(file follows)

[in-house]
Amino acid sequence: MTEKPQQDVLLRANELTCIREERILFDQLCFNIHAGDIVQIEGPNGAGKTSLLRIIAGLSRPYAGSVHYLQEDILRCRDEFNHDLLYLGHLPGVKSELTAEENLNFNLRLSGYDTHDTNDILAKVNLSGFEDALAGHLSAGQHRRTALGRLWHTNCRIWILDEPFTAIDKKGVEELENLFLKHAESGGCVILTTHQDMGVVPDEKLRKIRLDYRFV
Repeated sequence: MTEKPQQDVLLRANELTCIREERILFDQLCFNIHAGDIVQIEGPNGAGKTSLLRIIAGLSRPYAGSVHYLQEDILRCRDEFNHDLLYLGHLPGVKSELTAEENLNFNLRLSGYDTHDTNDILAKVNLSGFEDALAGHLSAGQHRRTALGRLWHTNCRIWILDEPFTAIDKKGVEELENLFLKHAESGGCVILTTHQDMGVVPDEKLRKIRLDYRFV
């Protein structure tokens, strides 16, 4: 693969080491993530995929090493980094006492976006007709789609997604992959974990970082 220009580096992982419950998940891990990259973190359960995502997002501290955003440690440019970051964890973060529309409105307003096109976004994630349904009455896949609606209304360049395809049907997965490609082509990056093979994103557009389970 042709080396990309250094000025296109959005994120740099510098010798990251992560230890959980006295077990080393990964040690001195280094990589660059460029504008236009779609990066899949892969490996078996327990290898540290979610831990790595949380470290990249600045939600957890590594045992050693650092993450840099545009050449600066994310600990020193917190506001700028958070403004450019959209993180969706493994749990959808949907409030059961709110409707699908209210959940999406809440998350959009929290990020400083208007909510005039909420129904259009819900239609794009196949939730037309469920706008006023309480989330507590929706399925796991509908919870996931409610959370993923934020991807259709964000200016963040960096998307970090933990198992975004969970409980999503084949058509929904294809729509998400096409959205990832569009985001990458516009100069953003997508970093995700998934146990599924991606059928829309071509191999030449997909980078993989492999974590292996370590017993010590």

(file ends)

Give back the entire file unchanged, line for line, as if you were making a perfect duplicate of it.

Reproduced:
[in-house]
Amino acid sequence: MTEKPQQDVLLRANELTCIREERILFDQLCFNIHAGDIVQIEGPNGAGKTSLLRIIAGLSRPYAGSVHYLQEDILRCRDEFNHDLLYLGHLPGVKSELTAEENLNFNLRLSGYDTHDTNDILAKVNLSGFEDALAGHLSAGQHRRTALGRLWHTNCRIWILDEPFTAIDKKGVEELENLFLKHAESGGCVILTTHQDMGVVPDEKLRKIRLDYRFV
Repeated sequence: MTEKPQQDVLLRANELTCIREERILFDQLCFNIHAGDIVQIEGPNGAGKTSLLRIIAGLSRPYAGSVHYLQEDILRCRDEFNHDLLYLGHLPGVKSELTAEENLNFNLRLSGYDTHDTNDILAKVNLSGFEDALAGHLSAGQHRRTALGRLWHTNCRIWILDEPFTAIDKKGVEELENLFLKHAESGGCVILTTHQDMGVVPDEKLRKIRLDYRFV
């Protein structure tokens, strides 16, 4: 693969080491993530995929090493980094006492976006007709789609997604992959974990970082 220009580096992982419950998940891990990259973190359960995502997002501290955003440690440019970051964890973060529309409105307003096109976004994630349904009455896949609606209304360049395809049907997965490609082509990056093979994103557009389970 042709080396990309250094000025296109959005994120740099510098010798990251992560230890959980006295077990080393990964040690001195280094990589660059460029504008236009779609990066899949892969490996078996327990290898540290979610831990790595949380470290990249600045939600957890590594045992050693650092993450840099545009050449600066994310600990020193917190506001700028958070403004450019959209993180969706493994749990959808949907409030059961709110409707699908209210959940999406809440998350959009929290990020400083208007909510005039909420129904259009819900239609794009196949939730037309469920706008006023309480989330507590929706399925796991509908919870996931409610959370993923934020991807259709964000200016963040960096998307970090933990198992975004969970409980999503084949058509929904294809729509998400096409959205990832569009985001990458516009100069953003997508970093995700998934146990599924991606059928829309071509191999030449997909980078993989492999974590292996370590017993010590």